Creating a piece of graffiti art can be a demanding task, especially when you're working against the clock. Justin Maller shows you how to ease the pain by planning and designing a digital mural in.
I really admire graffiti artists. First of all, there's the effort they need to go through just to set up a proper session. Then you have to consider how the whole question of legality affects the artistic process. More often than not when painting a mural they're breaking the law, and have to think on their feet and work as quickly as they can.
This urgency seems to inherently neglect the pre-production process, and has always made me wonder how the graff guys plan their images - surely a notebook sketch doesn't translate effectively to a wall? It's not like there's time to set up a projector or something to provide guidelines to trace over first - it all has to happen in the moment.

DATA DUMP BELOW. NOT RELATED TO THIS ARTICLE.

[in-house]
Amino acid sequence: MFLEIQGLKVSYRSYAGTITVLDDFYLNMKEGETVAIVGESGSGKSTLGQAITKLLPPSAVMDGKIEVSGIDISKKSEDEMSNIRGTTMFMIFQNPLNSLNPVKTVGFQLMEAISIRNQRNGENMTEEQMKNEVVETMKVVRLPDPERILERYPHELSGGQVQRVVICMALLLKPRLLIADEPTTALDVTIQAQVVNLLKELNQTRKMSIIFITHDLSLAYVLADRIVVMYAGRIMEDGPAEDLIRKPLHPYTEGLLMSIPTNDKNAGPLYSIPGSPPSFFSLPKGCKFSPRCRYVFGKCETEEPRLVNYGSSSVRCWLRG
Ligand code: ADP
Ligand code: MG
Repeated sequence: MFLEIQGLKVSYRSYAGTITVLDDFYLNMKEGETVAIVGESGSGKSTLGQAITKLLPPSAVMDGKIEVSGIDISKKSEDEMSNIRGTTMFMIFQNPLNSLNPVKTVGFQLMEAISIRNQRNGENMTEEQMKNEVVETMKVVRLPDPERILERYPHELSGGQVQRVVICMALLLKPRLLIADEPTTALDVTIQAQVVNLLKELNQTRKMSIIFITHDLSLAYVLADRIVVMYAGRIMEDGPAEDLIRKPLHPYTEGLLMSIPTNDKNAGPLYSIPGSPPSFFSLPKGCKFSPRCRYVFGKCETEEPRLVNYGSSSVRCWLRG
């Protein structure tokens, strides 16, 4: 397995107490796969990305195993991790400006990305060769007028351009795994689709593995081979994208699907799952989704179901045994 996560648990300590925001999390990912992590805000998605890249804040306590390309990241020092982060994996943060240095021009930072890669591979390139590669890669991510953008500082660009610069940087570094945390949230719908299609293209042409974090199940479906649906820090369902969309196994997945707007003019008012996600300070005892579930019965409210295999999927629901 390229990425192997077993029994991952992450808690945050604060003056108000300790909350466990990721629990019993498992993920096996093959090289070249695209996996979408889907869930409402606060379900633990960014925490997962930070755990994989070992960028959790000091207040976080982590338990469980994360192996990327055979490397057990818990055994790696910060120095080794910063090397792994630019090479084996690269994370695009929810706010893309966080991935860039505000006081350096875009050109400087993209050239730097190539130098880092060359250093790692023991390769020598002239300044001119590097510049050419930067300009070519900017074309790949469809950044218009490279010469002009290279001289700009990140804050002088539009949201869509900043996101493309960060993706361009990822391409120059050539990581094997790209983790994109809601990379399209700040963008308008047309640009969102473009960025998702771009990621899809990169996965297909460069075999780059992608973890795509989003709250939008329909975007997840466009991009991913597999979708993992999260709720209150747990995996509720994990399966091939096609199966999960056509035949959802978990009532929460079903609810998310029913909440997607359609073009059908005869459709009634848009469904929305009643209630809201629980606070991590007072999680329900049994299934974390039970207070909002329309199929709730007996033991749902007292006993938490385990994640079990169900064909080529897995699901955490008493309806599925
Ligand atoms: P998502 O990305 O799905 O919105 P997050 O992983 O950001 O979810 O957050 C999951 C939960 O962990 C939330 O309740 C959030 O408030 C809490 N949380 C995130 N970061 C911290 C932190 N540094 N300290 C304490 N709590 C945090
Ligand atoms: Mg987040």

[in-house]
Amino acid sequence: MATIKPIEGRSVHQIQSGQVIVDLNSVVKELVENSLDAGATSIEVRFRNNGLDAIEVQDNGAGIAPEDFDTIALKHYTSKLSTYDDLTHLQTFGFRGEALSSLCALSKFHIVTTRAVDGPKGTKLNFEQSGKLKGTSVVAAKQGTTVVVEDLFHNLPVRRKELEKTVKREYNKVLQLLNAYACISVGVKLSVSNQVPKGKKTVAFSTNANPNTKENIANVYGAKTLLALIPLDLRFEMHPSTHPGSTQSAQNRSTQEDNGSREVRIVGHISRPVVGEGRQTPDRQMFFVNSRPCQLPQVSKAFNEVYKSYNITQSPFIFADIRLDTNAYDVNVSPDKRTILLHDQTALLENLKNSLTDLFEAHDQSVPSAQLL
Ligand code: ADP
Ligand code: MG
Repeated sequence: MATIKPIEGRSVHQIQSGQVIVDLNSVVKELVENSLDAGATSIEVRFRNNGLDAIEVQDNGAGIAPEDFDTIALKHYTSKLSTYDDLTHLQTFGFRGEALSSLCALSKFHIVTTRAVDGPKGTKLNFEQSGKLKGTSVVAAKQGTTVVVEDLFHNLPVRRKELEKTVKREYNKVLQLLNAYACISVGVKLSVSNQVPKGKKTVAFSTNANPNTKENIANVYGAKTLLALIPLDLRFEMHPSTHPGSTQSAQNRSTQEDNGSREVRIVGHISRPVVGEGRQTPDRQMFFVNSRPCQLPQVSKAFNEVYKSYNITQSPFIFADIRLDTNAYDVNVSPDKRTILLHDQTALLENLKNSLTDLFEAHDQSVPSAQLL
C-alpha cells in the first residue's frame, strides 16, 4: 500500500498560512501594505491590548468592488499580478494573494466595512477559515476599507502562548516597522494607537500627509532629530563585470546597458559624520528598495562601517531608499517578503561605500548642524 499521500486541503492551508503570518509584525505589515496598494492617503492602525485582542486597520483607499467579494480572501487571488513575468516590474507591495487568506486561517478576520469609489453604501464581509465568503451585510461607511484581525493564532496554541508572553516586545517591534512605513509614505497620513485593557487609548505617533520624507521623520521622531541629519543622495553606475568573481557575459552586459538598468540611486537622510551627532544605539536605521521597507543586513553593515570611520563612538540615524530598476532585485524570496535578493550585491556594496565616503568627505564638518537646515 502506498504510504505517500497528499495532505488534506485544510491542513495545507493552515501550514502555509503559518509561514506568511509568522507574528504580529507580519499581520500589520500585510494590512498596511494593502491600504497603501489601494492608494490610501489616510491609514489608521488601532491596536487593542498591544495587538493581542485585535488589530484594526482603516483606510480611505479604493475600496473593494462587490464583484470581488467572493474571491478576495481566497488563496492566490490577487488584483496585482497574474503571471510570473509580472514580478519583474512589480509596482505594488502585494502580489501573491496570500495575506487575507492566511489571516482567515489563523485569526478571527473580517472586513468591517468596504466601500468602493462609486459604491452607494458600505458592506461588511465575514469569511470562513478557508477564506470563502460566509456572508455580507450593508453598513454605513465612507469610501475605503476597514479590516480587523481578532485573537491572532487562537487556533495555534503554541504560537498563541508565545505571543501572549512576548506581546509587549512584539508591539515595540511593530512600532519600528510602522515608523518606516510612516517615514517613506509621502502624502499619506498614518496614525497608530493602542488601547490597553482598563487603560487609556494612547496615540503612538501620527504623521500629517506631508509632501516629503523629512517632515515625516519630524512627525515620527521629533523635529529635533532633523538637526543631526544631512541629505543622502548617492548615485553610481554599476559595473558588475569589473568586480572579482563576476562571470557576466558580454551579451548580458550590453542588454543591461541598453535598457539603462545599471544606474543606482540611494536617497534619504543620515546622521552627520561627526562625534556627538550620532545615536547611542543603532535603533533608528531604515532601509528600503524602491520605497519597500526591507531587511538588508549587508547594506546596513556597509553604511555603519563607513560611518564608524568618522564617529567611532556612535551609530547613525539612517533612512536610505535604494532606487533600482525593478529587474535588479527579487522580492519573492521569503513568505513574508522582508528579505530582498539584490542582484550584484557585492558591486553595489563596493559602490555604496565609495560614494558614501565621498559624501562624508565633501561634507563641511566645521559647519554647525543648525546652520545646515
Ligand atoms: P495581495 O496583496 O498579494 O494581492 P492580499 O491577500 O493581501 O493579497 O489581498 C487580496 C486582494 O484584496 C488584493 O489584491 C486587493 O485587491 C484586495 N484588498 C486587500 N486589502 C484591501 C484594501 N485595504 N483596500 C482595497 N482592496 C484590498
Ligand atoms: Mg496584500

In this tutorial, we'll look at how to plan a mural digitally, from taking the photos of a site through to wrapping up a cohesive digital image. We'll explore a couple of techniques for creating stencils, as well as a method for incorporating hand-drawn ones. We'll also have some fun playing with street signs, perspective distortion and image manipulation. There's a lot to cover, so it's probably best to get started!